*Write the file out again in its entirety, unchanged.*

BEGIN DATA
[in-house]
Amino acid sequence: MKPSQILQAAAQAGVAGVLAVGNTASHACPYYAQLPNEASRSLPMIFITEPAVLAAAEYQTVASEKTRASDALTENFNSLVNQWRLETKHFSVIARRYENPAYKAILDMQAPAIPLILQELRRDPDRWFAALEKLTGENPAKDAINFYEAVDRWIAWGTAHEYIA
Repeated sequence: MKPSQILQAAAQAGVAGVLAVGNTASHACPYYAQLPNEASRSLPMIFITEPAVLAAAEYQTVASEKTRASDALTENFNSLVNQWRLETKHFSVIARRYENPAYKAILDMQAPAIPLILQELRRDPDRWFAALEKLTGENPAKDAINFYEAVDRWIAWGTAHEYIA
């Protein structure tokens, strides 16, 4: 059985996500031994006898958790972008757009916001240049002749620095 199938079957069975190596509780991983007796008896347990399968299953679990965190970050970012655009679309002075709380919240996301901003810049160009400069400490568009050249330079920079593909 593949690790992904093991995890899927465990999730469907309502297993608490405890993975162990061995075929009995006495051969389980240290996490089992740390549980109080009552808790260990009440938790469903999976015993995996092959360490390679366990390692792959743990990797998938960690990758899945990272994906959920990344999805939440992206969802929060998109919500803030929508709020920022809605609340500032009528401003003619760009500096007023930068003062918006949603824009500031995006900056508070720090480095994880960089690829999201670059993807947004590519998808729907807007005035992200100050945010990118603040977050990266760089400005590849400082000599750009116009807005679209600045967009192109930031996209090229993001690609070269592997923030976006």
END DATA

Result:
[in-house]
Amino acid sequence: MKPSQILQAAAQAGVAGVLAVGNTASHACPYYAQLPNEASRSLPMIFITEPAVLAAAEYQTVASEKTRASDALTENFNSLVNQWRLETKHFSVIARRYENPAYKAILDMQAPAIPLILQELRRDPDRWFAALEKLTGENPAKDAINFYEAVDRWIAWGTAHEYIA
Repeated sequence: MKPSQILQAAAQAGVAGVLAVGNTASHACPYYAQLPNEASRSLPMIFITEPAVLAAAEYQTVASEKTRASDALTENFNSLVNQWRLETKHFSVIARRYENPAYKAILDMQAPAIPLILQELRRDPDRWFAALEKLTGENPAKDAINFYEAVDRWIAWGTAHEYIA
């Protein structure tokens, strides 16, 4: 059985996500031994006898958790972008757009916001240049002749620095 199938079957069975190596509780991983007796008896347990399968299953679990965190970050970012655009679309002075709380919240996301901003810049160009400069400490568009050249330079920079593909 593949690790992904093991995890899927465990999730469907309502297993608490405890993975162990061995075929009995006495051969389980240290996490089992740390549980109080009552808790260990009440938790469903999976015993995996092959360490390679366990390692792959743990990797998938960690990758899945990272994906959920990344999805939440992206969802929060998109919500803030929508709020920022809605609340500032009528401003003619760009500096007023930068003062918006949603824009500031995006900056508070720090480095994880960089690829999201670059993807947004590519998808729907807007005035992200100050945010990118603040977050990266760089400005590849400082000599750009116009807005679209600045967009192109930031996209090229993001690609070269592997923030976006």